Lift restaurant launches iPad menus in Vancouver
After a six-month test period, Lift restaurant (333 Menchion Mews) is officially launching the use of iPad menus this month. The relaxed fine-dining restaurant in Coal Harbour is the first Vancouver restaurant to use the LiveMenu application developed by Ontario-based technology company Binnj.
At a media open house last night (October 12), I had a chance to try out one of the restaurant's 29 iPad menus, which are currently only available for use in the restaurant's indoor dining room (and not on the patio).
Lift's iPad menu features the entire dining menu, including all items from its starter, main, sides, oyster and sushi lists, and desserts, as well as wine and drink menus. Each menu item is accompanied by a photo of the dish, a detailed description, and wine pairings (both by the bottle and by the glass). During a presentation, restaurant manager and wine director Steve Lobsinger assured that these features are not meant to decrease restaurant staff service, but enhance the overall dining experience. Lobsinger explained that not every server is a sommelier or knowledgeable about wine pairings, so this added feature helps diners make informed decisions about their wine and food.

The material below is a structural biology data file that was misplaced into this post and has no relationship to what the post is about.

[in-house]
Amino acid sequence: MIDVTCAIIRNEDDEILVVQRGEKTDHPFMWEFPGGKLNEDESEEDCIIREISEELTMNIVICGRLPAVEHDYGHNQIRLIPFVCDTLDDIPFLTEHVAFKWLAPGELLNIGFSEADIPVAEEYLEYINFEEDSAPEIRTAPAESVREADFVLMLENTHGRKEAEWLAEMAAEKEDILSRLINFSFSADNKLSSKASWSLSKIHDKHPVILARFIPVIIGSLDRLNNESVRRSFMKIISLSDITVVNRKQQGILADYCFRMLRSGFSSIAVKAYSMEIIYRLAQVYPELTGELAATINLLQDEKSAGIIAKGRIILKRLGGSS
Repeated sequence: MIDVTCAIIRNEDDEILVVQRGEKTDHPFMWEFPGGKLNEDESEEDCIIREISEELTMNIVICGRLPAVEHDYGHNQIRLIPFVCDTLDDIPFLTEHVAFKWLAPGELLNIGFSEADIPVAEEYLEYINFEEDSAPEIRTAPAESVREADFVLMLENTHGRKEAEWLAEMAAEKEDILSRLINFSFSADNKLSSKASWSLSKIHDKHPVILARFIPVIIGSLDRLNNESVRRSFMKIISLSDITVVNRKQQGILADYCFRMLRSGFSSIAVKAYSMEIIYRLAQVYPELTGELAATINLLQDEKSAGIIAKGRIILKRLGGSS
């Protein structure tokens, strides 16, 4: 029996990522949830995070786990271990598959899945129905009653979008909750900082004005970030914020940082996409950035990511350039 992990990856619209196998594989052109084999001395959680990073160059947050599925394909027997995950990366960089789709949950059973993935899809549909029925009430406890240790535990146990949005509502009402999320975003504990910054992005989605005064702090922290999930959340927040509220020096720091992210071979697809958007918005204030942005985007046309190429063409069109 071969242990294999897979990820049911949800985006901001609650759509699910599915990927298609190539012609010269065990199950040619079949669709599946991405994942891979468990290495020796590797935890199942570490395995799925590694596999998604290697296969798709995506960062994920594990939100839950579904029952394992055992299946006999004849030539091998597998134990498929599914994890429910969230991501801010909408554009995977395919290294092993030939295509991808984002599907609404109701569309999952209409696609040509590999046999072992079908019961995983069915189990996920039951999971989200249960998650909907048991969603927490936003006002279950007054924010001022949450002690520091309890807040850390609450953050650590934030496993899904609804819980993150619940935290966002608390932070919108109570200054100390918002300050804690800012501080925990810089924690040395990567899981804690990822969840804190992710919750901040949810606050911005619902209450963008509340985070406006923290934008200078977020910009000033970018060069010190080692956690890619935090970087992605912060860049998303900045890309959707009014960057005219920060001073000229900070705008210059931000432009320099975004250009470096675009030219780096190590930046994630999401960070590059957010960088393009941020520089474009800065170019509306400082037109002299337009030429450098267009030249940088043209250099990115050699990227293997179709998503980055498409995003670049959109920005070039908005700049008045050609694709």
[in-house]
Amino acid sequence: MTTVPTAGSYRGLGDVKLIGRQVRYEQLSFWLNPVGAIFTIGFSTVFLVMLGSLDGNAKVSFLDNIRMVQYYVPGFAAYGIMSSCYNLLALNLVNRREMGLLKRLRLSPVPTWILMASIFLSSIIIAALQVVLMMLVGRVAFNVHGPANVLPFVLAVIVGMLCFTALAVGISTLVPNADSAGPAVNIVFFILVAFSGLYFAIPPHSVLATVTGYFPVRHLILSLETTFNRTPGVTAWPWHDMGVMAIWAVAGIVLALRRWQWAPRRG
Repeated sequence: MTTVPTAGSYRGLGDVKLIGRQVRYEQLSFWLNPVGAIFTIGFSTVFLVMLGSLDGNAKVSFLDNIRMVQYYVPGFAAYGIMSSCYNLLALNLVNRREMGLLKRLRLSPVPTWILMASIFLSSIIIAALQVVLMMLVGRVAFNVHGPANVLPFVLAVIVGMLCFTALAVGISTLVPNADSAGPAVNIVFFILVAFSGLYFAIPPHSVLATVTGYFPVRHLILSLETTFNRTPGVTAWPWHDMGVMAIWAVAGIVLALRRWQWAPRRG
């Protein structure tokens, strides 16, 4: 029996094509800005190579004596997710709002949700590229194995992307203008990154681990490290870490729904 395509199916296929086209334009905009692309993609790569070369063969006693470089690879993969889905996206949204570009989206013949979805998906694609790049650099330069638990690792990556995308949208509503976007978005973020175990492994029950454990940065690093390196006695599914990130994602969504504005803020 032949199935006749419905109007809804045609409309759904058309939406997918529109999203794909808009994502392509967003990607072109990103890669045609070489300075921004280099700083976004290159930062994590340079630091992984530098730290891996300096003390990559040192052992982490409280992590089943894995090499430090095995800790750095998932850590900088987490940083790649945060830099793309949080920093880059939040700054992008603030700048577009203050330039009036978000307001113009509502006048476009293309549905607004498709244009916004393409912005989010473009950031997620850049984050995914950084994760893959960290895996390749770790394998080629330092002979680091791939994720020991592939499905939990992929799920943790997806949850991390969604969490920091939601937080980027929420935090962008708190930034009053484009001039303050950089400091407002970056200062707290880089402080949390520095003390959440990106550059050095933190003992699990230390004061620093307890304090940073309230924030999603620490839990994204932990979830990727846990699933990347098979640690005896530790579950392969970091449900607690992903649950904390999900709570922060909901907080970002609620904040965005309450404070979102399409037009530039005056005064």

The menu is currently available in both English and French; however, Lift operations manager Martin Carrion told the Straight that the restaurant will be looking at getting the menu translated into several other languages in the future. The nutritional value of each dish will also be added to the menu, and diners with food allergies or intolerances will be able to select a specific tab, say "gluten-free", to view dishes that they can eat.
Carrion said that Lift decided to move forward with the launch of iPad menus, not only because the device is gaining popularity, but also because it dramatically decreases the number of paper menus the restaurant prints. He mentioned that often, if a dish is unavailable that day or moderations are made to the menu, new menus are printed.
When asked about customer feedback during the restaurant's six-month test period, both Lobsinger and Carrion agreed that the majority of diners enjoyed the iPad menus, even those who were not familiar with using Apple products. The backlit menus are particularly helpful for diners who had trouble reading a paper menu in the mostly candlelit dining room. A small number of paper menus will still be available to diners who prefer not using an iPad menu.
You can follow Michelle da Silva on Twitter at twitter.com/michdas.